Living with viral hepatitis can be really tough and for some, it might seem even tougher when the holiday season rolls around. Some of the negative aspects or experiences that people have shared with us over the years include uncertainty over their health outcomes, fatigue, dealing with disclosure.
Australians have but a few days left to choose for themselves whether or not they want to have an electronic health record created for them. The opt-out deadline approaches amidst calls for a further extension by the Senate Inquiry report, the Australian Privacy Foundation, opposition parties, clinicians and lawyers.
My Health Record is an online database, operated by the Australian Government, designed to keep all your medical records in one place. The following information – taken from a paper prepared by Hepatitis New South Wales – describes the benefits and risks of this new system. It will help you make an informed decision and give information on how to opt out if you decide you do not want a record in My Health Record.
The prevalence of hepatitis C and hepatitis B in Australian prisons is higher than in in the wider community, but prison settings also present and opportunity for testing, monitoring and treatment, especially for hepatitis C since the introduction of new, highly effective drugs that has shortened treatment time dramatically.
Up to 40 per cent of prisoners have hepatitis C, compared to only one per cent in the wider community, and three to four per cent of prisoners have hepatitis B, compared to just under one per cent in the wider South Australian community.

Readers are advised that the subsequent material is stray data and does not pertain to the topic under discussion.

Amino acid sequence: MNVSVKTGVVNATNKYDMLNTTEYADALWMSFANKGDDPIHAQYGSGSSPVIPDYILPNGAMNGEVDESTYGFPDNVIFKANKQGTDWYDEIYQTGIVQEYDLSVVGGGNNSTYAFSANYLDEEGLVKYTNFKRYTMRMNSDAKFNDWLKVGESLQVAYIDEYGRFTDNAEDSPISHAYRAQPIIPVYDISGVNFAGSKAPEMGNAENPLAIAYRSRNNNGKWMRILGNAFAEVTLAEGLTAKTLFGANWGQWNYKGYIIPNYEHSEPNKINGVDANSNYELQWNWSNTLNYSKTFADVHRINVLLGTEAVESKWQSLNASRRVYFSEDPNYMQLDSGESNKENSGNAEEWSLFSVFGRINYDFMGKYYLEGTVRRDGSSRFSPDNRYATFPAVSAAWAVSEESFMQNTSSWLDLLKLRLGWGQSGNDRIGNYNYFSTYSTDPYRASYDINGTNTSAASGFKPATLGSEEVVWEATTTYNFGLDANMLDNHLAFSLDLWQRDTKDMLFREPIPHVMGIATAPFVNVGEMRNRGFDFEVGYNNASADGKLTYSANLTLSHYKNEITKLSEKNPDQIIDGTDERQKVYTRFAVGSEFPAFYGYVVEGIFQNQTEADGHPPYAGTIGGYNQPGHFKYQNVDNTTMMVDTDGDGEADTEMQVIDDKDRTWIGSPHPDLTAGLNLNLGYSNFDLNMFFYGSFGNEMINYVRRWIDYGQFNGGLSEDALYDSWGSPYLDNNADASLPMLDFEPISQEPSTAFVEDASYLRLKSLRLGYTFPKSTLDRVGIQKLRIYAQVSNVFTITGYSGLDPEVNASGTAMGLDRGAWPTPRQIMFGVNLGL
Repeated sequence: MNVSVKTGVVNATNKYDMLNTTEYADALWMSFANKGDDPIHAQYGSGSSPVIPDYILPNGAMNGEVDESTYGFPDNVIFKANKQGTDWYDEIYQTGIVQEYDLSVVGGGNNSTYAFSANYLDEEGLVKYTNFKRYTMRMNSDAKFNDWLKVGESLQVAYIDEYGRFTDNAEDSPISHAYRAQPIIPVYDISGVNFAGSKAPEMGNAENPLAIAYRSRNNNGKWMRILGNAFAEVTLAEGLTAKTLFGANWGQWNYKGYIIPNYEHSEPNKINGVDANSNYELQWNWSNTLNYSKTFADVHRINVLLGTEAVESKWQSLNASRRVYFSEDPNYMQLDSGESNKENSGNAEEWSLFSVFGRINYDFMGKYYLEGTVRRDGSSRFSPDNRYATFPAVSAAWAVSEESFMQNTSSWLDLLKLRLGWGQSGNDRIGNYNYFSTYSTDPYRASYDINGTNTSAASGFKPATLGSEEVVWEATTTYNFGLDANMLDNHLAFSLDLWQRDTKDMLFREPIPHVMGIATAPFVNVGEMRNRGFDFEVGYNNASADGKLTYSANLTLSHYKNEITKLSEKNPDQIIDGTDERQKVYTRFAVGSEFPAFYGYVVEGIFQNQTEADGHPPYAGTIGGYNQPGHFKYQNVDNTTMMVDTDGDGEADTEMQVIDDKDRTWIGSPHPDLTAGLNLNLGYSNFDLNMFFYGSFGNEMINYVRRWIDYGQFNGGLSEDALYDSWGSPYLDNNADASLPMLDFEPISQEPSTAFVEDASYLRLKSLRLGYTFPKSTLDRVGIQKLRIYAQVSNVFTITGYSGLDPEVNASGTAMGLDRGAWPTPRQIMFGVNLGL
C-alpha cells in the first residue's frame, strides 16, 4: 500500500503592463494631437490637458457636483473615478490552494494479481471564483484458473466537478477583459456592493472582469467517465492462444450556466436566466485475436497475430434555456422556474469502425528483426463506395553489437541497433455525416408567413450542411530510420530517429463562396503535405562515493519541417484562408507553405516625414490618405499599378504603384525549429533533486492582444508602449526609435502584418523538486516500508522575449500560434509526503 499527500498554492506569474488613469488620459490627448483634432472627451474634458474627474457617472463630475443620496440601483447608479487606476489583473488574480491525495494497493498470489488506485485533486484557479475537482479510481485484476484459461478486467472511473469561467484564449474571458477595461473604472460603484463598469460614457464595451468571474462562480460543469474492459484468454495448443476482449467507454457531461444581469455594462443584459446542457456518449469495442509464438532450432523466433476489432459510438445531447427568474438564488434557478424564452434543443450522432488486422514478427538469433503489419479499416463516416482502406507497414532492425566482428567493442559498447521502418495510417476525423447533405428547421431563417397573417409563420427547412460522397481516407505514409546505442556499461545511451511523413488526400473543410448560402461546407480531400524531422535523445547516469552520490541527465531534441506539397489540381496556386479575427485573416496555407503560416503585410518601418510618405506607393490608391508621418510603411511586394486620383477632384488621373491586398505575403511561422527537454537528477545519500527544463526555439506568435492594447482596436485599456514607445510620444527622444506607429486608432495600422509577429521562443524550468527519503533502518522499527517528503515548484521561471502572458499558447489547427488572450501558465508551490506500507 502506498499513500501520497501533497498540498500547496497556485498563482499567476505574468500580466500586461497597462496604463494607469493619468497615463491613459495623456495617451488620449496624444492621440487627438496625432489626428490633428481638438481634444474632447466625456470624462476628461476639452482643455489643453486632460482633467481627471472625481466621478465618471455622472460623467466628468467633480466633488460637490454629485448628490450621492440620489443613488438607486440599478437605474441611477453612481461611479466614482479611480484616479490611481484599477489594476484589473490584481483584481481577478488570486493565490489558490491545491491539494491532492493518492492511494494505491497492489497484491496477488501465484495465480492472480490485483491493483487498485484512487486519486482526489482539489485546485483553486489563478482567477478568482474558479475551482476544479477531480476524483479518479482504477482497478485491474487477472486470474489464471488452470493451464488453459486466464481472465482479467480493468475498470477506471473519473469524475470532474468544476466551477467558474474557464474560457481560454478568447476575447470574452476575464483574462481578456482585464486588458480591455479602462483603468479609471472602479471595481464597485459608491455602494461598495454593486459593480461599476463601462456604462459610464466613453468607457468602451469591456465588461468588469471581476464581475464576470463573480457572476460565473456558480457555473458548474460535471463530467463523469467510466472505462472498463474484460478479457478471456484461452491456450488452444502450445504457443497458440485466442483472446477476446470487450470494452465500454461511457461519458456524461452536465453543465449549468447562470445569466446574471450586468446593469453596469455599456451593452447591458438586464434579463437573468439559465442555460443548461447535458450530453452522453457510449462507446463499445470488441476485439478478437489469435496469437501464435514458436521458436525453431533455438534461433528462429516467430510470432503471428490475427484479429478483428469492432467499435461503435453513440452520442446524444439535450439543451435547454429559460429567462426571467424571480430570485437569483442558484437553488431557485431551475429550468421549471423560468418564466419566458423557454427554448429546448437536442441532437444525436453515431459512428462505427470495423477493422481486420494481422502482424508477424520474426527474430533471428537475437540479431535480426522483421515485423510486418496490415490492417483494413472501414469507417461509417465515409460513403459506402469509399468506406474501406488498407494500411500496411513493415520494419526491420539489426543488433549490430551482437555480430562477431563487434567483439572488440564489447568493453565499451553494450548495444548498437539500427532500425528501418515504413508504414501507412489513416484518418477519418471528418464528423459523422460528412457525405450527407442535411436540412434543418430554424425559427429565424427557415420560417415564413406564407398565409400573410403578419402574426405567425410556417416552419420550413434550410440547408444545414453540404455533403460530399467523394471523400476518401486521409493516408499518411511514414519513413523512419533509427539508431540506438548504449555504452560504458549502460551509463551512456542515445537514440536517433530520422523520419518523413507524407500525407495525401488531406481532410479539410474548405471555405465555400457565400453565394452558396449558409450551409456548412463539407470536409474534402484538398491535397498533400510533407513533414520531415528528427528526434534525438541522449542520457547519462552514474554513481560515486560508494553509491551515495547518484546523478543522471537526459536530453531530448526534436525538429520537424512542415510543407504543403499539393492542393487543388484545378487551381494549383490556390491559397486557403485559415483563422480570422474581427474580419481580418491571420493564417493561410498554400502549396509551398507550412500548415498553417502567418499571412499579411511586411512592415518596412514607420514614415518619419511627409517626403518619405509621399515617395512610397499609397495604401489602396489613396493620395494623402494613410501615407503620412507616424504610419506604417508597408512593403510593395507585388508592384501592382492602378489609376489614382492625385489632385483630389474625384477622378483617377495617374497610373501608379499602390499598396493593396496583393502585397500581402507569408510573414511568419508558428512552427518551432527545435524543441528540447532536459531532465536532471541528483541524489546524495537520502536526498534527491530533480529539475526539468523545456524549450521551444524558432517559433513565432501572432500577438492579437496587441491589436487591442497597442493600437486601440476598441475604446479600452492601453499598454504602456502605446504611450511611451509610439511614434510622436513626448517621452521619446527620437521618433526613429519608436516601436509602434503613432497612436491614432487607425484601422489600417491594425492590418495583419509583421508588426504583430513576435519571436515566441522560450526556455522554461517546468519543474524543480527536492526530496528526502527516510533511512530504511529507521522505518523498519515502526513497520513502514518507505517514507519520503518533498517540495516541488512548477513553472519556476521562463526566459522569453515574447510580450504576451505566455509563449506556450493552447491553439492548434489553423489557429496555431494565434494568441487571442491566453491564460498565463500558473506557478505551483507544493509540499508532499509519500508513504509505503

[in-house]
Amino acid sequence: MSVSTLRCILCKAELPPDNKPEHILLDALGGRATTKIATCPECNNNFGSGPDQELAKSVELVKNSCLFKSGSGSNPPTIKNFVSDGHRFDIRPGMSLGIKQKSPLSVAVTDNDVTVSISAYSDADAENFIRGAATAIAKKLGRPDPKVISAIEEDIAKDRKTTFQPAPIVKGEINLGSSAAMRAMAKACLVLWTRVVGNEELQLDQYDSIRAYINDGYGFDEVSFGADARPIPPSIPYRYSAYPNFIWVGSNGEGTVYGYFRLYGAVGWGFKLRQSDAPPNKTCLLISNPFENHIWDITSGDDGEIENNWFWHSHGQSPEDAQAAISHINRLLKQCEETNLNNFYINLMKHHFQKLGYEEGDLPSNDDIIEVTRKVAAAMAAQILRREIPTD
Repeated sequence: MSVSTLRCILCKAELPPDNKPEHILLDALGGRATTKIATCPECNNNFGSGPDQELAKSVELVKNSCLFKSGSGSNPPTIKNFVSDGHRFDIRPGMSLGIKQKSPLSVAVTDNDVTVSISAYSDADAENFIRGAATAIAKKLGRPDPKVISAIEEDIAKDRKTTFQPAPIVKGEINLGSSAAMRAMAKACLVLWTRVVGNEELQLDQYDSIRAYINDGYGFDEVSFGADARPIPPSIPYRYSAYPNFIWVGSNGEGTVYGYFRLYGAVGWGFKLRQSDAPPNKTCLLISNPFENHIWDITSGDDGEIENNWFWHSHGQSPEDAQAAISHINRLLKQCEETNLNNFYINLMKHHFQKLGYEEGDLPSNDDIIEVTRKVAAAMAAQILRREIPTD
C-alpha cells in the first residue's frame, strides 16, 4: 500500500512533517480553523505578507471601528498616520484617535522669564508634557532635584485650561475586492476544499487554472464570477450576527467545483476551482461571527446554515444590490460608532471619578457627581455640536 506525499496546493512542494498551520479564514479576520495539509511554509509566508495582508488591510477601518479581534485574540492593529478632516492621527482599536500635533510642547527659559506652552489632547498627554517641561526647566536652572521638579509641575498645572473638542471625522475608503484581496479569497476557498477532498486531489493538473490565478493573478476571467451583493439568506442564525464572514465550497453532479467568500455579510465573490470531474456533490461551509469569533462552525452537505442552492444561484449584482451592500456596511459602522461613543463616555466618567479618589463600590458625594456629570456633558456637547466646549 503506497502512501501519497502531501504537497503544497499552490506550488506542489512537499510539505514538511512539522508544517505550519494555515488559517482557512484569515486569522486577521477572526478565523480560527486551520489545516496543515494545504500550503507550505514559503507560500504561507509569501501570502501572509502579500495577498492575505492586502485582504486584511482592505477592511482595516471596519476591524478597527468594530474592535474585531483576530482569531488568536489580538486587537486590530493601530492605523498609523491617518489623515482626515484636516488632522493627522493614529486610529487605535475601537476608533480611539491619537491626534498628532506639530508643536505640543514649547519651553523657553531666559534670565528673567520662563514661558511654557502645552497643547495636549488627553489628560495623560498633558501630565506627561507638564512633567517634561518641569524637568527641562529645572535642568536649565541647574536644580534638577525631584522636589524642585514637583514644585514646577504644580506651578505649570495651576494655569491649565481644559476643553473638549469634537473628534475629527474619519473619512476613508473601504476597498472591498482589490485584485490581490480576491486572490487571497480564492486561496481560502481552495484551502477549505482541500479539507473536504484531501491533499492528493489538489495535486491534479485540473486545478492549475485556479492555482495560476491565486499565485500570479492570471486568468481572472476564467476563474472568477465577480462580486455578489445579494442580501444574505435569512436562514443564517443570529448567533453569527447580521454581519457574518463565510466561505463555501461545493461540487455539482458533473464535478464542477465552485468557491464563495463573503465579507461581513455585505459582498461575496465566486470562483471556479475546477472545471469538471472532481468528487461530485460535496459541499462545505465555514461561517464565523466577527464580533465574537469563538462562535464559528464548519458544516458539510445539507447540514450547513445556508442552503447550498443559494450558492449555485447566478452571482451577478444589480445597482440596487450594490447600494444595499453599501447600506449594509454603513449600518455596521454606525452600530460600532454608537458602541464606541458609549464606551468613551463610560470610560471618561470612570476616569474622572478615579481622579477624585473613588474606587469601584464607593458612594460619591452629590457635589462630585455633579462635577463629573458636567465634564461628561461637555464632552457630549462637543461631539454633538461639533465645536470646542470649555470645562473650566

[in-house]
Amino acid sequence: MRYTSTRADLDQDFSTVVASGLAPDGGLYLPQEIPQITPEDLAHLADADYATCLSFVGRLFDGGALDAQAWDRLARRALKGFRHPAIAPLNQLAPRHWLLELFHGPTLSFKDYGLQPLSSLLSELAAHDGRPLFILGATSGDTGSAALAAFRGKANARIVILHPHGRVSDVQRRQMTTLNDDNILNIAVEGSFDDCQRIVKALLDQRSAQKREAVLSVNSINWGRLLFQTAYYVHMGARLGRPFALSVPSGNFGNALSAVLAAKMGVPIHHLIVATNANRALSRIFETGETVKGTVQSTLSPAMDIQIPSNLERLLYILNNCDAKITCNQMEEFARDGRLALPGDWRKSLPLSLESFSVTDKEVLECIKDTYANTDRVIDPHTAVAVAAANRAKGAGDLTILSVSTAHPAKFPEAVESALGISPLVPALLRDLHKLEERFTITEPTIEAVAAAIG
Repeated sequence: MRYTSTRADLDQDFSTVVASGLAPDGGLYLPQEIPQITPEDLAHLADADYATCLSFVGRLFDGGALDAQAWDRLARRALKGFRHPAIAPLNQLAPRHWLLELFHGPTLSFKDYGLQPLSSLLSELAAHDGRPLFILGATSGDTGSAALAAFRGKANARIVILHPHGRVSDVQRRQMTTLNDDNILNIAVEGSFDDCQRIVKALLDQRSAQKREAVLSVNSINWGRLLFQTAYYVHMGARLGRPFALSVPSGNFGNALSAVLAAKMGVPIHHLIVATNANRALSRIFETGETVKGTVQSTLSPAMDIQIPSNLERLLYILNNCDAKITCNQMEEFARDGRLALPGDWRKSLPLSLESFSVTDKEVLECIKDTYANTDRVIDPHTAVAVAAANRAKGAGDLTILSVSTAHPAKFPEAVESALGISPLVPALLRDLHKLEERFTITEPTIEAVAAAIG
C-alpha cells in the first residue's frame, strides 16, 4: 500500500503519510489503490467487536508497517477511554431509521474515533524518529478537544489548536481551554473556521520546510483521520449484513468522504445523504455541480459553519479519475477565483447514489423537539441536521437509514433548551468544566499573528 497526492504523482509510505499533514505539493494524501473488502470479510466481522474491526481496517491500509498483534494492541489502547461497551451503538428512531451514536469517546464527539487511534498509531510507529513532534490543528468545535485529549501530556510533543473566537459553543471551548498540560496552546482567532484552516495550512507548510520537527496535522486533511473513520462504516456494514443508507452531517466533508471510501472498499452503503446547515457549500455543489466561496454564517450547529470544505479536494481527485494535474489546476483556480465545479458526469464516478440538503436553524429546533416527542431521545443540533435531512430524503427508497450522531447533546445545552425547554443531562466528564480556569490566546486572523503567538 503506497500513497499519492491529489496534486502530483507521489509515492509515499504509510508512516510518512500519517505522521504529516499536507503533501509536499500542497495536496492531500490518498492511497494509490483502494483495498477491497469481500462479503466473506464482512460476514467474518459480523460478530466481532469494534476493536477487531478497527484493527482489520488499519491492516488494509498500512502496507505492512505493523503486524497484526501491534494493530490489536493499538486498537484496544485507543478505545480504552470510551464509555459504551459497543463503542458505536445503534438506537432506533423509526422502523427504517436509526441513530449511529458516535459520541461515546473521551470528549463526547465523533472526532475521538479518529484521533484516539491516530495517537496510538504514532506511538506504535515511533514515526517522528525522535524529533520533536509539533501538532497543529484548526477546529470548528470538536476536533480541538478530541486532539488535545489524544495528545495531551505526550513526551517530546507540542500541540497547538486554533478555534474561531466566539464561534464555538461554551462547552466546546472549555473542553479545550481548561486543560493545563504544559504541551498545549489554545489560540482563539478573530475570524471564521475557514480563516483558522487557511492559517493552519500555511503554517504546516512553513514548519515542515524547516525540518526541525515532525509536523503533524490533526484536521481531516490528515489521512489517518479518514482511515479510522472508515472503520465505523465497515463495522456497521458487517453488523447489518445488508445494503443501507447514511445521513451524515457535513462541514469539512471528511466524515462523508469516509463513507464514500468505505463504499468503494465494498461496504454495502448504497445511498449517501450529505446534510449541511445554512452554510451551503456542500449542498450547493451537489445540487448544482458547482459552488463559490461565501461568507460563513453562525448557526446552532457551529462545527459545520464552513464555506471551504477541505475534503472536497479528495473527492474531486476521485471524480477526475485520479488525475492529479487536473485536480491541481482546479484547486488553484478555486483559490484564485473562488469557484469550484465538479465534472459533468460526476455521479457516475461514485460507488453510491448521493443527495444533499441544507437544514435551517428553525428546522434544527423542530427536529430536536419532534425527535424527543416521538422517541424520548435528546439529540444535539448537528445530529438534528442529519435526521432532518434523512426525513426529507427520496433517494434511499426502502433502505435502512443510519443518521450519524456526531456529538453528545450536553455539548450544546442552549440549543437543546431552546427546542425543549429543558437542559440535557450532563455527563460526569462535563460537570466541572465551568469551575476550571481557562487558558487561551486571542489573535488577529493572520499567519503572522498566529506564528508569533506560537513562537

In the ten minutes it took you to brew your morning cuppa and dunk your favourite bikkie, 25 people died. They were killed by viral hepatitis – part of the 152 people around the world, who die every hour from this treatable, preventable disease.
Locally, about 24 Australians die each week from hepatitis B or hepatitis C. Not as shocking as 25 in 10 minutes but that’s still 1,237 needless Australian deaths each year.
World Hepatitis Day (28 July) is a reminder that Australians cannot afford to rest on our laurels. Although 14 per cent of Australians with hepatitis C have been cured, there are still many, many who need to receive treatment.
If you have viral hepatitis eating well can make a real difference to your quality of life but consistently eating fresh, healthy food most of the time can be a lot of effort. Most of us struggle to meet the Australian Dietary Guidelines by eating plenty of fruits and vegetables and limiting the amount of convenience foods in our diet. However, with a little thought, planning and effort you can make cooking more convenient and eating the way you want to a lot more achievable.
Although cooking is often presented as a pleasurable activity that we all enjoy and naturally know how to do this isn’t the case for many people. At the end of a long day cooking can be a real chore. Surprisingly, recognising this can be the key to eating better more often.